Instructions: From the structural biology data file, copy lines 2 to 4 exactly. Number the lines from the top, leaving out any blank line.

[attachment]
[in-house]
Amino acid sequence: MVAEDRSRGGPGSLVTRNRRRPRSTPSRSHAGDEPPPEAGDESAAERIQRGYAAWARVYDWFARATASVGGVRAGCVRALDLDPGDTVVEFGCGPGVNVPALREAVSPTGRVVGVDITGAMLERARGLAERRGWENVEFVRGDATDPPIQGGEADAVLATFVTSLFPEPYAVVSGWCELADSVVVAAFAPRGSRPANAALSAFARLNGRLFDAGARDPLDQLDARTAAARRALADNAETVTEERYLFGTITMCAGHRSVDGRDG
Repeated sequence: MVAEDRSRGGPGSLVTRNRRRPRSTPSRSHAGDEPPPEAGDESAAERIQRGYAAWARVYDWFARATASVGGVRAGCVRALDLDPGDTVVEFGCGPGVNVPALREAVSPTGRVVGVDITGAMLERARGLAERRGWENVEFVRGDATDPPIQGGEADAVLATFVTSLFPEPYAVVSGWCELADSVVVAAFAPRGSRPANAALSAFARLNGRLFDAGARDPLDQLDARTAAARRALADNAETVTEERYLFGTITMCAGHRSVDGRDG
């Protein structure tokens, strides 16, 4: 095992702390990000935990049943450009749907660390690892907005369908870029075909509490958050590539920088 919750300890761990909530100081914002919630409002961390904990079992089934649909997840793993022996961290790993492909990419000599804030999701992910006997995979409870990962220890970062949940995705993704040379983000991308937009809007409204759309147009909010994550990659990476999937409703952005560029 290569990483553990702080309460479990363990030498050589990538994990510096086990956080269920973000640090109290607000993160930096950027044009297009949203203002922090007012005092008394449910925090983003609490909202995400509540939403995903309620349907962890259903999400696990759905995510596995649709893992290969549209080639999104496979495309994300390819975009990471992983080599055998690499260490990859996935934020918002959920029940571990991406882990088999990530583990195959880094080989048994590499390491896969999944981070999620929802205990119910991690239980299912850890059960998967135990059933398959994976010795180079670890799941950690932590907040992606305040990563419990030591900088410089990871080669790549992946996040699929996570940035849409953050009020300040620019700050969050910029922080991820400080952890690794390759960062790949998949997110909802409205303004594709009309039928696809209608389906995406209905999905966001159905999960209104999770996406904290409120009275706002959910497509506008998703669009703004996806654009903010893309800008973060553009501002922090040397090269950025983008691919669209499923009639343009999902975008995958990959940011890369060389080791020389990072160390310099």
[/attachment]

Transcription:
Amino acid sequence: MVAEDRSRGGPGSLVTRNRRRPRSTPSRSHAGDEPPPEAGDESAAERIQRGYAAWARVYDWFARATASVGGVRAGCVRALDLDPGDTVVEFGCGPGVNVPALREAVSPTGRVVGVDITGAMLERARGLAERRGWENVEFVRGDATDPPIQGGEADAVLATFVTSLFPEPYAVVSGWCELADSVVVAAFAPRGSRPANAALSAFARLNGRLFDAGARDPLDQLDARTAAARRALADNAETVTEERYLFGTITMCAGHRSVDGRDG
Repeated sequence: MVAEDRSRGGPGSLVTRNRRRPRSTPSRSHAGDEPPPEAGDESAAERIQRGYAAWARVYDWFARATASVGGVRAGCVRALDLDPGDTVVEFGCGPGVNVPALREAVSPTGRVVGVDITGAMLERARGLAERRGWENVEFVRGDATDPPIQGGEADAVLATFVTSLFPEPYAVVSGWCELADSVVVAAFAPRGSRPANAALSAFARLNGRLFDAGARDPLDQLDARTAAARRALADNAETVTEERYLFGTITMCAGHRSVDGRDG
């Protein structure tokens, strides 16, 4: 095992702390990000935990049943450009749907660390690892907005369908870029075909509490958050590539920088 919750300890761990909530100081914002919630409002961390904990079992089934649909997840793993022996961290790993492909990419000599804030999701992910006997995979409870990962220890970062949940995705993704040379983000991308937009809007409204759309147009909010994550990659990476999937409703952005560029 290569990483553990702080309460479990363990030498050589990538994990510096086990956080269920973000640090109290607000993160930096950027044009297009949203203002922090007012005092008394449910925090983003609490909202995400509540939403995903309620349907962890259903999400696990759905995510596995649709893992290969549209080639999104496979495309994300390819975009990471992983080599055998690499260490990859996935934020918002959920029940571990991406882990088999990530583990195959880094080989048994590499390491896969999944981070999620929802205990119910991690239980299912850890059960998967135990059933398959994976010795180079670890799941950690932590907040992606305040990563419990030591900088410089990871080669790549992946996040699929996570940035849409953050009020300040620019700050969050910029922080991820400080952890690794390759960062790949998949997110909802409205303004594709009309039928696809209608389906995406209905999905966001159905999960209104999770996406904290409120009275706002959910497509506008998703669009703004996806654009903010893309800008973060553009501002922090040397090269950025983008691919669209499923009639343009999902975008995958990959940011890369060389080791020389990072160390310099």